After 9/11, handprint flags became ubiquitous.
They took various forms & sizes, but the intention was always a symbolic pledge of support. I created Hoboken’s first 9/11 memorial and I was inspired by a flag that was sent here from Georgia as a gesture of support for our loss. The story of how that flag came to be is here http://www.rumblestrip.org/2002/10/12/flag-day/
I later managed to have it donated to the Hoboken Historical Museum, since I felt it wasn’t being treated with the dignity it deserved. That inspiration from Georgia led me to create the first public Hoboken 9/11 memorial. I proposed the idea to Superintendant Patrick Gagliardi, and he thought it was a great idea and supported it. The memorial can be seen at the Hoboken Board of Education, where it has pride of place on the wall behind the Board members during their meetings.
I began with collecting handprints for the red stripes at Wallace school on Jan 29, 2002. There were 10 classrooms, K-5, who signed up. On March 4, the canvas moved on to receive the handprints of the victims children at All-Saints Church, which is where the Hoboken 9/11 support group met on Monday nights. The remaining stars were completed with Mile Square Day Care children on March 7, and I completed the artwork on March 8, 2002. There are 229 handprints, 8 of which are the children of the Hoboken victims. My wife Mary, my daughter Valerie, and my son Charlie are the handprints that have a heart in their palm.
Each star represents one of 47 residents from Hoboken. They are listed in alphabetical order, and the victims children’s prints are matched with the name of their lost parent or loved one. My definition of ‘from Hoboken’ meant that they were either born here or officially lived here at the time of the event.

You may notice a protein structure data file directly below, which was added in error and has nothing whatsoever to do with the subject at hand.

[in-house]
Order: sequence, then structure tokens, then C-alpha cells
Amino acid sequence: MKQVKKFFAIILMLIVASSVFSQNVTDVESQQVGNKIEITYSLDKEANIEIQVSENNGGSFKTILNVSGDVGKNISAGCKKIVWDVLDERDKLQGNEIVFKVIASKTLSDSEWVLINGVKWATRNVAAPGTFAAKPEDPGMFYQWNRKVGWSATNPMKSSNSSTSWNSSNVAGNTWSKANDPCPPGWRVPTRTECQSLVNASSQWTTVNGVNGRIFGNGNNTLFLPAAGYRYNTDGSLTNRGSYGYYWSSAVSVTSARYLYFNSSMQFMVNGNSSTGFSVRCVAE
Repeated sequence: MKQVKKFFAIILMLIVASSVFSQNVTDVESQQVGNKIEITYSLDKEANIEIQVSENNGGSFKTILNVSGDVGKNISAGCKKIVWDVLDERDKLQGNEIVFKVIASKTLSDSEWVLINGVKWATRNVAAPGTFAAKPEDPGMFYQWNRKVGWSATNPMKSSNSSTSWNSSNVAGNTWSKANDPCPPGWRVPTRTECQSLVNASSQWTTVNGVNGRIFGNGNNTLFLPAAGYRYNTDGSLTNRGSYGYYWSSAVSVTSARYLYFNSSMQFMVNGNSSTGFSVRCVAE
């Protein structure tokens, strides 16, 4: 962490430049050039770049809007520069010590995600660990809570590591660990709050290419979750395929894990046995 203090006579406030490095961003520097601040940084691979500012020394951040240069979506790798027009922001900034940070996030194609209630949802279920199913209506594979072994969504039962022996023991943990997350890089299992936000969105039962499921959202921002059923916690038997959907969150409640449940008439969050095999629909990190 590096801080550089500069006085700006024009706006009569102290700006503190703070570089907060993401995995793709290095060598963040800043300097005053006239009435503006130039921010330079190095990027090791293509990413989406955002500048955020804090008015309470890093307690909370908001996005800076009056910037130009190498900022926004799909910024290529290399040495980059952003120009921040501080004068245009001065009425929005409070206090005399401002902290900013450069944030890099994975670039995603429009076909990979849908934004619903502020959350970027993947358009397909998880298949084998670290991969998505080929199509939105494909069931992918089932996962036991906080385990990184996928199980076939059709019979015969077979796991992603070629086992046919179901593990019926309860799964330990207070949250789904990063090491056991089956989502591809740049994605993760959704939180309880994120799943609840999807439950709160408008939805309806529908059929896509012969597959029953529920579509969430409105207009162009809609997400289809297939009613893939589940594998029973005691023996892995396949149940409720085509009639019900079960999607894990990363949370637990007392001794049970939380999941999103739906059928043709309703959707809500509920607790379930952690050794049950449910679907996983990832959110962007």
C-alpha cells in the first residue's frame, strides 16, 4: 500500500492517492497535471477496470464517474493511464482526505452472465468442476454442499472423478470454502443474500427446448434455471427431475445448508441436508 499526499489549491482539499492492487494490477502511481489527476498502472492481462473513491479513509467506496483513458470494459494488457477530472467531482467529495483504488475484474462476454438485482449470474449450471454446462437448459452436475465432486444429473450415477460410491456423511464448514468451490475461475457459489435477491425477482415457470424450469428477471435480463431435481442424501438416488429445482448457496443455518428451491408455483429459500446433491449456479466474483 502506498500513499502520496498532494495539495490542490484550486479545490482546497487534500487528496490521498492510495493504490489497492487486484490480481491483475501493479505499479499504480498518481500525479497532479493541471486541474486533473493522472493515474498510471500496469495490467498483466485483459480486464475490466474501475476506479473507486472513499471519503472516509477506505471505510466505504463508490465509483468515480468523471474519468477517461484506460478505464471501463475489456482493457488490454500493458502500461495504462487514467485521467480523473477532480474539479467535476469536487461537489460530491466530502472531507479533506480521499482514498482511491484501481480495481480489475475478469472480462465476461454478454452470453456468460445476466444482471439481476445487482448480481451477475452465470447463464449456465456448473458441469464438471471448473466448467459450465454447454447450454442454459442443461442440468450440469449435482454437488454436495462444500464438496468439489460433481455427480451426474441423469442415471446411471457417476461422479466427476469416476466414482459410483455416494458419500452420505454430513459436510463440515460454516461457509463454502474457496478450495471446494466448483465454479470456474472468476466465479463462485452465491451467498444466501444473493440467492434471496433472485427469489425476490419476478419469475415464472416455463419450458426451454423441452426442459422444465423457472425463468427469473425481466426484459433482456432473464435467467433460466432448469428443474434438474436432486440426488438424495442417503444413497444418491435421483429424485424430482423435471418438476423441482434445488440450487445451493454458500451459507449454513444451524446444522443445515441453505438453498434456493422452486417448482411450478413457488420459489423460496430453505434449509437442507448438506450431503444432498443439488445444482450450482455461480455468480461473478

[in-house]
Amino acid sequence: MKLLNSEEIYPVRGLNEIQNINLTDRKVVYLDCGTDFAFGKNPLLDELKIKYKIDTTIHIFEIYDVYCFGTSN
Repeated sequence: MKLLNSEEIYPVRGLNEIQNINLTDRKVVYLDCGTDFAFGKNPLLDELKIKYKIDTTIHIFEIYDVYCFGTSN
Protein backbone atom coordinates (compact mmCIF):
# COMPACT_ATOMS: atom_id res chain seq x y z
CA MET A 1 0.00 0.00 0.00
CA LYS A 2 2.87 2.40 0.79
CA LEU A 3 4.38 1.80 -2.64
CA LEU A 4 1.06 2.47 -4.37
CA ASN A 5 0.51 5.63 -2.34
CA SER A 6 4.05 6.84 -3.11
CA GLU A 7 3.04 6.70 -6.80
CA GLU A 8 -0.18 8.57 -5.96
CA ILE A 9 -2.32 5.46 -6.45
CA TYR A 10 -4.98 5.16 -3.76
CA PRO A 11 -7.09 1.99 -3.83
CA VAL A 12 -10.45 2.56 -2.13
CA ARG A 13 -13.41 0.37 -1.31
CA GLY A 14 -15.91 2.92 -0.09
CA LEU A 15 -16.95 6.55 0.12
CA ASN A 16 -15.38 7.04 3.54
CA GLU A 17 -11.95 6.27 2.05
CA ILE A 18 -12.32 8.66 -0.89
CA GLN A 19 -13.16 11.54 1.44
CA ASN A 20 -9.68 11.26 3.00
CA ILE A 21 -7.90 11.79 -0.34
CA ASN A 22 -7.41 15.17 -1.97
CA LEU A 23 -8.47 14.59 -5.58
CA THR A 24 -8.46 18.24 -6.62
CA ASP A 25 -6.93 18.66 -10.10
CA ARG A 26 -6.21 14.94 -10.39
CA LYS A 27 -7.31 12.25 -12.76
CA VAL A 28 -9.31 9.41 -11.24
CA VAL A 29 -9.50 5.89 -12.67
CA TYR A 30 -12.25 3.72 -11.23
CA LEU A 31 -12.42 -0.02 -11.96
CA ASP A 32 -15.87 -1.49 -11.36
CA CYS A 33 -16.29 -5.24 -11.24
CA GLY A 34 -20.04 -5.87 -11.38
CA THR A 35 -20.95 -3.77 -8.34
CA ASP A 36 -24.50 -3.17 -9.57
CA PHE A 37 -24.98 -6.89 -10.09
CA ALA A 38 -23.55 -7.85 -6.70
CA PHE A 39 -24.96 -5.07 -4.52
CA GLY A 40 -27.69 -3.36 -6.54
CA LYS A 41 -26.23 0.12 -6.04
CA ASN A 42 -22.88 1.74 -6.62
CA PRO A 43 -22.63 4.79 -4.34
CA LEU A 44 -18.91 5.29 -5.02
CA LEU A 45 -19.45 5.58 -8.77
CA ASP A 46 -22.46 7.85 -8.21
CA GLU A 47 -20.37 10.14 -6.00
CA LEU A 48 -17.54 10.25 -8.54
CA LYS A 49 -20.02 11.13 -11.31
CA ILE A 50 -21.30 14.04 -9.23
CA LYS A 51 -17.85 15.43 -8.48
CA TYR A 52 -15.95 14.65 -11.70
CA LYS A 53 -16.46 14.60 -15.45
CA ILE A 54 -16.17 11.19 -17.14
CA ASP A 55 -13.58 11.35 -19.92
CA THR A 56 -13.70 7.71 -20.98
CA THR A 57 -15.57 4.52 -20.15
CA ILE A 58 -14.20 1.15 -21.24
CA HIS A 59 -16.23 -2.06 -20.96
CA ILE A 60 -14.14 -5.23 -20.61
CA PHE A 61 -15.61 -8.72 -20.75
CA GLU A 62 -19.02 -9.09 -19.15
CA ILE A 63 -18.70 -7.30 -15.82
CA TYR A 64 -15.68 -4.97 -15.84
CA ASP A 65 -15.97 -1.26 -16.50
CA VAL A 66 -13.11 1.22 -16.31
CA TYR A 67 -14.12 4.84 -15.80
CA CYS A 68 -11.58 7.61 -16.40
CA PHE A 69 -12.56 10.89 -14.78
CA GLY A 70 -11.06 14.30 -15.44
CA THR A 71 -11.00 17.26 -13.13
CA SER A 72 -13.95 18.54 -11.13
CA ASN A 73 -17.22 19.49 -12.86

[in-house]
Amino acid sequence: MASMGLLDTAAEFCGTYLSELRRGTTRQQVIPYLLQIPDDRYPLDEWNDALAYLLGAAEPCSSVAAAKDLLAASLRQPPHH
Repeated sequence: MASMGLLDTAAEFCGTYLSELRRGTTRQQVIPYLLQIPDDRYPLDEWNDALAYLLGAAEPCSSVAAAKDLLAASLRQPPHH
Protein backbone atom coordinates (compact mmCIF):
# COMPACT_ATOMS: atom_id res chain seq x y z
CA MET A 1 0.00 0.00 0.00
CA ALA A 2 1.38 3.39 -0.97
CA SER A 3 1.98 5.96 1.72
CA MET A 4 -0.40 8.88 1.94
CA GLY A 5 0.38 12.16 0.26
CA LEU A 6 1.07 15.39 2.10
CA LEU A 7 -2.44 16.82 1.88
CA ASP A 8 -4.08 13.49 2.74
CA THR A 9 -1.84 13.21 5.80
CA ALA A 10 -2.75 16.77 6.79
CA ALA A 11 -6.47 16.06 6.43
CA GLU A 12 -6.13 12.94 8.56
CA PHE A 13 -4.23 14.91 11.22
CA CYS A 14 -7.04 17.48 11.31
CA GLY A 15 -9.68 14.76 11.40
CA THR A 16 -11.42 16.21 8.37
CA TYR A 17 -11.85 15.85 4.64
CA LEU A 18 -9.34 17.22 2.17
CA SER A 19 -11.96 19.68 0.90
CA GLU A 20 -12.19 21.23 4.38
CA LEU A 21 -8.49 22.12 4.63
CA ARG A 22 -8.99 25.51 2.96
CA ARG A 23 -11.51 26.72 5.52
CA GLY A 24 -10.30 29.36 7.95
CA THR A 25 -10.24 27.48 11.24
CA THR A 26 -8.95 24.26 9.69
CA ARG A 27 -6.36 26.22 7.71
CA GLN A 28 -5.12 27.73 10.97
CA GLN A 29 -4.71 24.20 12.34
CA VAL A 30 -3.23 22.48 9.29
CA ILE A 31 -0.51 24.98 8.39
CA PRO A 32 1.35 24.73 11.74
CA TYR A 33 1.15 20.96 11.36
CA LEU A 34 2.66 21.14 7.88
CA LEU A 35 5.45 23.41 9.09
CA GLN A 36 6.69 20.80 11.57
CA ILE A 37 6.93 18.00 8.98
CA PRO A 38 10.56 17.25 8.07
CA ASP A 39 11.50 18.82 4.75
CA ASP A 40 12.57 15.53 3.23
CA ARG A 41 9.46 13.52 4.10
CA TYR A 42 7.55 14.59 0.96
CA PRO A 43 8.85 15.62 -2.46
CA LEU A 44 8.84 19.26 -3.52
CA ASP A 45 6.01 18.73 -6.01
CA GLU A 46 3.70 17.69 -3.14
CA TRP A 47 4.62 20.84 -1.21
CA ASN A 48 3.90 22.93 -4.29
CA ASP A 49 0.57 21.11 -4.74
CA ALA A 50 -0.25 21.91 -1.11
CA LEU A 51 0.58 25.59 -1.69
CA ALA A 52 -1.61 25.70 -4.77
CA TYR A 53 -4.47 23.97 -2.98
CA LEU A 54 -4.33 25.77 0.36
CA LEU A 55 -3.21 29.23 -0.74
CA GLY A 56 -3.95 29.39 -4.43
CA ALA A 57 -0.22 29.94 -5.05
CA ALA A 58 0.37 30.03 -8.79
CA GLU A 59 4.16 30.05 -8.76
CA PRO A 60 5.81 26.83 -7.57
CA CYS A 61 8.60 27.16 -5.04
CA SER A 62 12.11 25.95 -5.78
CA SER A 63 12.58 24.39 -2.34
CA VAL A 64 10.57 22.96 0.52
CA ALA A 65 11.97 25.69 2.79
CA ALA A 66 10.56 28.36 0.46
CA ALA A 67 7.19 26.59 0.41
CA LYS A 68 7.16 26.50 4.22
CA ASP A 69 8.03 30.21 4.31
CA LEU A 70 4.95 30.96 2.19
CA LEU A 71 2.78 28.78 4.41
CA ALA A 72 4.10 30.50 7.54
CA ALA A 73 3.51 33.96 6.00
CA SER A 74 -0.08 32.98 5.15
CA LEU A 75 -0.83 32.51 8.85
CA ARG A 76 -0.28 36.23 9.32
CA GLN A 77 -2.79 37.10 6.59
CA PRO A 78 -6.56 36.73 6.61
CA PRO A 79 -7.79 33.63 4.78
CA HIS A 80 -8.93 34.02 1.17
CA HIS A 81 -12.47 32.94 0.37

I was very fortunate that all those who suffered a loss that day were willing to be a part of my project.I sought out each family on my list and one way or another I was able to include them in the project. I were in the same situation, I’m not sure if I would be willing at all.
I also created a handprint flag that represented people from Hoboken and sent that on to Rome, Georgia as a thank you. It included politicians, police, firemen, children, homeless people from my art class, 9/11 family members, clergy and my family.
On the tenth anniversary, the flag was included in the city’s memorial ceremony on Pier A, and I made a full-size digital print for Hoboken High School.
Imani Soler, one of the kids who made a handprint so long ago, helped me re-dedicate the flag at theBoard of Ed, by reading Sandy’s writing from the first dedication. I thought it was great that she was part of it, she represented well the time that had passed, and our hope for the future.
This isn’t the sort of art that I usually make, but it’s become one of the things I am most proud of.